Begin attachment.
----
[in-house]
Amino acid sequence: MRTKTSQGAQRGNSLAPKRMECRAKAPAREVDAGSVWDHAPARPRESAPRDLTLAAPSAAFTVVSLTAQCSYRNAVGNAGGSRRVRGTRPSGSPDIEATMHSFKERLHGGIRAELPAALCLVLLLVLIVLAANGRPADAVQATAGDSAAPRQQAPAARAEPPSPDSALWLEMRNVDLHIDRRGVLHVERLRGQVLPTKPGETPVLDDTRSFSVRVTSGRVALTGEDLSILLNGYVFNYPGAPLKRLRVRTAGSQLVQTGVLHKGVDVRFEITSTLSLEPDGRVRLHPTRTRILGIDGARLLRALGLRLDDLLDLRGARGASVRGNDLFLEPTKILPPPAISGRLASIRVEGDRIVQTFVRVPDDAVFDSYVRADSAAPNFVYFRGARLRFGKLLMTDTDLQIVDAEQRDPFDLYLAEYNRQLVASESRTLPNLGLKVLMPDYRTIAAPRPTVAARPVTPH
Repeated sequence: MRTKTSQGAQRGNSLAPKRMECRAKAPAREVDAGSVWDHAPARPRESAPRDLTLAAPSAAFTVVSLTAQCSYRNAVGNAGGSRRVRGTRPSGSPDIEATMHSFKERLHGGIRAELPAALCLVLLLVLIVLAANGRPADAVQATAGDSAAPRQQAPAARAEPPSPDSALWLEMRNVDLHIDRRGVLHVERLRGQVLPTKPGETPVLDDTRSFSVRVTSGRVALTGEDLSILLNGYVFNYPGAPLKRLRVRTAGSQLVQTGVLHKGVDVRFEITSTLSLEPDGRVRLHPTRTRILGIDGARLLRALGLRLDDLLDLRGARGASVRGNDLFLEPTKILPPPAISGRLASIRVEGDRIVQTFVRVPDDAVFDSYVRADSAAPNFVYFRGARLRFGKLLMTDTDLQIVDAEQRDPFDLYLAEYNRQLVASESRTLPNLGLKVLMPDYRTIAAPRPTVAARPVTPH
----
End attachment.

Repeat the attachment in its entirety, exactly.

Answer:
[in-house]
Amino acid sequence: MRTKTSQGAQRGNSLAPKRMECRAKAPAREVDAGSVWDHAPARPRESAPRDLTLAAPSAAFTVVSLTAQCSYRNAVGNAGGSRRVRGTRPSGSPDIEATMHSFKERLHGGIRAELPAALCLVLLLVLIVLAANGRPADAVQATAGDSAAPRQQAPAARAEPPSPDSALWLEMRNVDLHIDRRGVLHVERLRGQVLPTKPGETPVLDDTRSFSVRVTSGRVALTGEDLSILLNGYVFNYPGAPLKRLRVRTAGSQLVQTGVLHKGVDVRFEITSTLSLEPDGRVRLHPTRTRILGIDGARLLRALGLRLDDLLDLRGARGASVRGNDLFLEPTKILPPPAISGRLASIRVEGDRIVQTFVRVPDDAVFDSYVRADSAAPNFVYFRGARLRFGKLLMTDTDLQIVDAEQRDPFDLYLAEYNRQLVASESRTLPNLGLKVLMPDYRTIAAPRPTVAARPVTPH
Repeated sequence: MRTKTSQGAQRGNSLAPKRMECRAKAPAREVDAGSVWDHAPARPRESAPRDLTLAAPSAAFTVVSLTAQCSYRNAVGNAGGSRRVRGTRPSGSPDIEATMHSFKERLHGGIRAELPAALCLVLLLVLIVLAANGRPADAVQATAGDSAAPRQQAPAARAEPPSPDSALWLEMRNVDLHIDRRGVLHVERLRGQVLPTKPGETPVLDDTRSFSVRVTSGRVALTGEDLSILLNGYVFNYPGAPLKRLRVRTAGSQLVQTGVLHKGVDVRFEITSTLSLEPDGRVRLHPTRTRILGIDGARLLRALGLRLDDLLDLRGARGASVRGNDLFLEPTKILPPPAISGRLASIRVEGDRIVQTFVRVPDDAVFDSYVRADSAAPNFVYFRGARLRFGKLLMTDTDLQIVDAEQRDPFDLYLAEYNRQLVASESRTLPNLGLKVLMPDYRTIAAPRPTVAARPVTPH